Harvison Young J.A. acknowledged that but for the 2014 Order, assuming that the promissory notes were “securities”, their distribution may well have been exempted from the requirements of the Act (e.g., through the “private issuer” exemption or the “accredited investor” exemption). However, because of the 2014 Order, the appellants had to avoid falling within the scope of the Act in the first place, and argued for a narrow construction of the definition of “security” which would not apply to the promissory notes at issue.

Harvison Young J.A. Rejects the Family Resemblance Test

The Court rejected the appellants’ submission that the U.S. family resemblance test established in Reves should be adopted to interpret the definition of “security” in the Act. It found that although the U.S. and Ontario legislative schemes have similar purposes and confront similar legislative challenges, they use different statutory mechanisms.

In comparing the relevant features of the two regimes, Harvison Young J.A. identified three key differences between the Act and the Act’s U.S. counterpart, The Securities Exchange Act of 1934 (the U.S. Act). Most significantly, the two statutes take different approaches to short-term debt instruments: under the U.S. Act, short-term debt instruments are explicitly carved out of the definition of “security”; in Ontario, these instruments fall within the scope of the Act, and are then exempted through rule-making.

For the Court, this distinction was critical because it evinces a key difference in the legislative structures of the two statutes. In order to safeguard the “catch and exclude” approach expressed in the Ontario Act, the Court rejected the family resemblance test, and confirmed that the promissory notes issued by the appellants were captured by the phrase “bond, debenture, note or other evidence of indebtedness” at s. 1(1)(e) of the Act.

Given the classification of the promissory notes as “securities” and the fact that the appellants’ could not avail themselves of any exemptions under the Act because of the 2014 Order, the appellants had breached s. 122(1)(c) of the Act. On these grounds, Harvison Young J.A. dismissed the Conviction Appeal.

. . . But Finds the Custodial Sentence to be Demonstrably Unfit

The Court then turned to consider the Sentence Appeal. Harvison Young J.A. rejected Mr. Tiffin’s arguments that only evasive and fraudulent offences under the Act warrant incarceration, but ultimately agreed that the six-month custodial sentence imposed by the Ontario Superior Court of Justice was demonstrably unfit.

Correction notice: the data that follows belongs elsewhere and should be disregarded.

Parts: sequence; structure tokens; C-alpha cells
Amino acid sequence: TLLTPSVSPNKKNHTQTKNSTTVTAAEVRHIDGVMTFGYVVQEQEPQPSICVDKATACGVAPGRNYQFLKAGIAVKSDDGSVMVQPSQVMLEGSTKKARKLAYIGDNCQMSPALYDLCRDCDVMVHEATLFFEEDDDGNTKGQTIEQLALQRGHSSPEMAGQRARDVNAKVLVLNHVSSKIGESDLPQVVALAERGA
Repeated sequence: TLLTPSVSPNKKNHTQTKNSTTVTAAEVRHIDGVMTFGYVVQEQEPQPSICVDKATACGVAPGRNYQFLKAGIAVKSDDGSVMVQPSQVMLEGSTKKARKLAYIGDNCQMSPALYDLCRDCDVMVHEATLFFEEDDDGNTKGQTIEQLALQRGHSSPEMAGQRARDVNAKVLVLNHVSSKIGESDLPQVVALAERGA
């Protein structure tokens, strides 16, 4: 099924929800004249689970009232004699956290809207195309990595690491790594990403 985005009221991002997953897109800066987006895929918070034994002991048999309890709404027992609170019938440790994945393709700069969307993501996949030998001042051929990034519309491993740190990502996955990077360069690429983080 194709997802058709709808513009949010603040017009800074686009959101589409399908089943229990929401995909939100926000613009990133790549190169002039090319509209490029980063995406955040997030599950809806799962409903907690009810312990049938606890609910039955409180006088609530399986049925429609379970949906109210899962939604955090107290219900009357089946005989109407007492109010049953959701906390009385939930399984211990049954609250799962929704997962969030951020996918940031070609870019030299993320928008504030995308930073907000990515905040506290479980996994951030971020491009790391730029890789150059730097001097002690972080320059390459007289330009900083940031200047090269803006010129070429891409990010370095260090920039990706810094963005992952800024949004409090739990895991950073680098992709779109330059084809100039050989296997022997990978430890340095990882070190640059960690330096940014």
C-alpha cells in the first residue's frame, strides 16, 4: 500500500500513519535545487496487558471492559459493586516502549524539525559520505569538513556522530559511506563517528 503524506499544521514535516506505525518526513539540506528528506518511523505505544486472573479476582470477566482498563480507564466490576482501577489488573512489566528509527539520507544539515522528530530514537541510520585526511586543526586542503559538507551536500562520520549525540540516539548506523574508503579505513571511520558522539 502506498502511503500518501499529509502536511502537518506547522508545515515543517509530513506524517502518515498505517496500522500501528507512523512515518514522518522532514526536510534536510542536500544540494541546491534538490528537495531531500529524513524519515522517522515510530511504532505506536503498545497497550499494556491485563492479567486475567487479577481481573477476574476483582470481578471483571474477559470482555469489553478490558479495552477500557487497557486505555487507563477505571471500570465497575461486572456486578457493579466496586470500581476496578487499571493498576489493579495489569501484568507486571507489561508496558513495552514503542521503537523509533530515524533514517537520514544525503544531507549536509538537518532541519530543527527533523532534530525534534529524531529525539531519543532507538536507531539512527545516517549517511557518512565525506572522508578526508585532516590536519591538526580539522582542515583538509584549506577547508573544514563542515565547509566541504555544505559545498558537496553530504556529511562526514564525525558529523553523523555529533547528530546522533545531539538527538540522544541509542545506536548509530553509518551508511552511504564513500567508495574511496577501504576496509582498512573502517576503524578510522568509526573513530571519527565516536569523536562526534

The Court first reviewed the purposes and guiding principles in sentencing decisions for regulatory offenders, and reiterated that imprisonment may be necessary to protect the public interest where there is a serious harm flowing from a breach.

Harvison Young J.A. considered previous sentencing decisions under the Act, and noted that the OSC had been unable to provide precedent where a custodial sentence had been imposed for conduct that was not deceitful, as in Mr. Tiffin’s case. On this basis, she ordered the custodial term to be set aside, but upheld the 24-month probation order and the restitution order.


The decision serves as an important reminder for issuers and potential issuers that courts cast a broad net in defining securities under the Act. Instead of specifically excluding certain financial instruments from the definition of securities at the outset, the legislative scheme in Ontario includes a broad range of instruments and then creates exemptions to narrow the Act’s application. This case is unique in that Mr. Tiffin and TFC were unable to rely on those exemptions because of the 2014 Order.

In refusing to adopt the family resemblance test, the Court also highlighted the limits of the use of U.S. precedent in interpreting Canadian securities law. While the Court was careful to confirm that U.S. law can be a useful interpretive aid, it cautioned that U.S. precedent must be considered against the backdrop of fundamental differences between the Ontario and U.S. regimes.


The author would like to thank Kiri Buchanan, articling student, for her contribution to this article.